1. Stir at nothing, till the axe of death

Hang over thee, as, sure, it shortly will.

2. Honest merit stands on slippery ground,

Where covert guile and artifice abound. 3. He knew by the streamers that shot so bright,

That spirits were riding the northern light. -4. Come to this cave again, where I will be,

If that my guardian so much favour me.
5. A time there was ere England's grief began,
When every rood of ground maintained its man.

I know
When thou didst hate him worst, thou lovedst him better

Than ever thou lovedst Cassius.
7. He thought on the days that were long since gone by,

When his limbs were strong and his courage was high. 8. Perhaps he's climbed into an oak,

Where he will stay till he is dead. 9. With others I commune, who tell me whence

The torrent doth of foreign discord flow.
10. Though death in every shape appear,
The wretched have no more to fear.

We will sit upon the rocks,
Seeing the shepherds feed their flocks,
By shallow rivers, to whose falls

Melodious birds sing madrigals.
12. Here has the salt Medway his source,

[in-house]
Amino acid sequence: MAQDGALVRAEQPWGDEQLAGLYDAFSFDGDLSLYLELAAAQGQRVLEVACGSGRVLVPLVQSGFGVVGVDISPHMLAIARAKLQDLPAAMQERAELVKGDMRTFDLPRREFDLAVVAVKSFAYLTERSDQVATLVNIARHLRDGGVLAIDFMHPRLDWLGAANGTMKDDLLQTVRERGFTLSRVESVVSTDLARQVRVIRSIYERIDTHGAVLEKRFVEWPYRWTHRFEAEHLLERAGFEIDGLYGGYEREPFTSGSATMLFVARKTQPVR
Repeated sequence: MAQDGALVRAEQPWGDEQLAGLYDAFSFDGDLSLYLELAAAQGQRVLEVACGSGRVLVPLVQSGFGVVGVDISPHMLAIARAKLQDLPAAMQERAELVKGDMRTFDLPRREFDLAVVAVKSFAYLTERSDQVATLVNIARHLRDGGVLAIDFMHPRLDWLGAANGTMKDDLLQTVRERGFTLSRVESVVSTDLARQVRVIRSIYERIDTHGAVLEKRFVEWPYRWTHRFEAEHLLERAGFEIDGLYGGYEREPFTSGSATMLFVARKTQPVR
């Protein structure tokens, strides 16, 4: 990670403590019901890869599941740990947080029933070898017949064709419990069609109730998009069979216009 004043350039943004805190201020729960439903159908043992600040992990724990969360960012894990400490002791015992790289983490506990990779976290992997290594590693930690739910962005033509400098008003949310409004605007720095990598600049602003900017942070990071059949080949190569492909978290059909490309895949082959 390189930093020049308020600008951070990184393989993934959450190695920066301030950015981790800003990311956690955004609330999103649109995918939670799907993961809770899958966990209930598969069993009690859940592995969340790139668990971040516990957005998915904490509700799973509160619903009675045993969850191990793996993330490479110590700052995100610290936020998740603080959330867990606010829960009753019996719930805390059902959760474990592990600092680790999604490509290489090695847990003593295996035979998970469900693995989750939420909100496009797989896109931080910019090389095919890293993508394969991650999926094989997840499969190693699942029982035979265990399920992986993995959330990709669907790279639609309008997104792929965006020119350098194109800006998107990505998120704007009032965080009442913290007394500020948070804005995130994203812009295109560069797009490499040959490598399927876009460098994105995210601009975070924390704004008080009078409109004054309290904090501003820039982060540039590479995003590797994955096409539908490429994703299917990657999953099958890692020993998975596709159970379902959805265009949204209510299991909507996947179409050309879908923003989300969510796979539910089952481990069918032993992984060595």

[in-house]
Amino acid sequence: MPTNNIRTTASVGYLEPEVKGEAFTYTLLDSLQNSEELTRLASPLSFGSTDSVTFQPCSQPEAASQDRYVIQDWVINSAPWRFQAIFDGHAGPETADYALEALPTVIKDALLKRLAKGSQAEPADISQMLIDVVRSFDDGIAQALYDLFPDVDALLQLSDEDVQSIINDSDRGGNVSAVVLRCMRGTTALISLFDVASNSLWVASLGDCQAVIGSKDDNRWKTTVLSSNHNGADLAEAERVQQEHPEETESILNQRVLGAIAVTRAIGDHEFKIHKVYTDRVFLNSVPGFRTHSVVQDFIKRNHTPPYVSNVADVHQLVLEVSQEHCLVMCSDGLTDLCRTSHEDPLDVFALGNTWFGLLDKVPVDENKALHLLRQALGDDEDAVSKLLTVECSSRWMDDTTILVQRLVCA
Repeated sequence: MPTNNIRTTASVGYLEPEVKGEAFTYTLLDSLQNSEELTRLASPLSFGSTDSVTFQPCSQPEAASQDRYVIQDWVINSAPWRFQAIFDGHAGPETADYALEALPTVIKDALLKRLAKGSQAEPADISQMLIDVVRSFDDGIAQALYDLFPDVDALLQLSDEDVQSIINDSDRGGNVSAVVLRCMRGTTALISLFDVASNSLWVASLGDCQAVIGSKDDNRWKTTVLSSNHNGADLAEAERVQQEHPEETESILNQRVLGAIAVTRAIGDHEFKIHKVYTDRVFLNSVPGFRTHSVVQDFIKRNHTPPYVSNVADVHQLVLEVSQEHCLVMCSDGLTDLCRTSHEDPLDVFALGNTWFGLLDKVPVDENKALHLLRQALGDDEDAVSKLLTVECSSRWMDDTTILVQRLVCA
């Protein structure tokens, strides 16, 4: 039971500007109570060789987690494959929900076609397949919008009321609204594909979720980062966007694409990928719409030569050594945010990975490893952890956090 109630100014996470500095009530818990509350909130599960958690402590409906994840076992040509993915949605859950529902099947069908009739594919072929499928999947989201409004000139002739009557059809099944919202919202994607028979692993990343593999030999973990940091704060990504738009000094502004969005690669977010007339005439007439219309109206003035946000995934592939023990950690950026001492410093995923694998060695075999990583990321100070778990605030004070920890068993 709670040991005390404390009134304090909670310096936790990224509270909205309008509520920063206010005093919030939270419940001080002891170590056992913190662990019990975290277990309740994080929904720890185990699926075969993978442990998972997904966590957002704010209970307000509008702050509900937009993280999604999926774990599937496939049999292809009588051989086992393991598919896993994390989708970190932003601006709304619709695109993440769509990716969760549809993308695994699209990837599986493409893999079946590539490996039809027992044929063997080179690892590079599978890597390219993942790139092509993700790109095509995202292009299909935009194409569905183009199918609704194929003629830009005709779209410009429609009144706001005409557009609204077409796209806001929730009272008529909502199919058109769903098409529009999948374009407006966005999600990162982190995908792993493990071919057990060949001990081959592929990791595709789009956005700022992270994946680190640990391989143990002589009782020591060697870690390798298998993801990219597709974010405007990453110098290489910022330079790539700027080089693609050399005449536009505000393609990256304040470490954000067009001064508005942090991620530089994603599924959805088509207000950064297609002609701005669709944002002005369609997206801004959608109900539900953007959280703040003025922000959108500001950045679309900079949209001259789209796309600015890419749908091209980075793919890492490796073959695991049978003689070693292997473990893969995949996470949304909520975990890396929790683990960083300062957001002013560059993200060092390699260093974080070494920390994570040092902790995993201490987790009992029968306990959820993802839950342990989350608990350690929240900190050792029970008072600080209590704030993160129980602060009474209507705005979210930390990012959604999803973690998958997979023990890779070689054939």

Wherein the nymphs do bathe. 13. Where may the wearied eye repose

When gazing on the Great ?
14. Then to the vulture let each corse remain,

Albeit unworthy of the prey-bird's maw.
Admire their patience through each sacrifice,

Till taught to feel the lesson of their pride. 16. Through hills and dales, through bushes and through breres *

Long thus she fled, till that at last she thought

Herself now past the peril of her fears. 17. How many a doubtful day shall sink in night,

Ere the Frank robber turn him from his spoil. 18. It was not long till that the Prince arrived

Within the land where dwelt that lady sad ;

Whereof that tyrant had her now deprived. 19. I sat and watch'd her many a day,

When her eye grew dim, and her locks were grey. 20. Out spoke the victor then,

As he hail'd them o'er the wave;
“ Ye are brothers ! ye are men !

And we conquer but to save.”
21. A lady young and beautiful, I dreamed,

Was passing o'er a lea. 22. Shrine of the mighty ! can it be

That this is all remains of thee ! 23. He seemed the only creature in the wild

On whom the elements their rage might wreak.

* Briars.

28.

24. Shine out, fair sun, till I have bought a glass, That I may see my shadow as I pass.

The world is grown so bad, That wrens may prey where eagles dare not perca, 26. To me the meanest flower that blows can give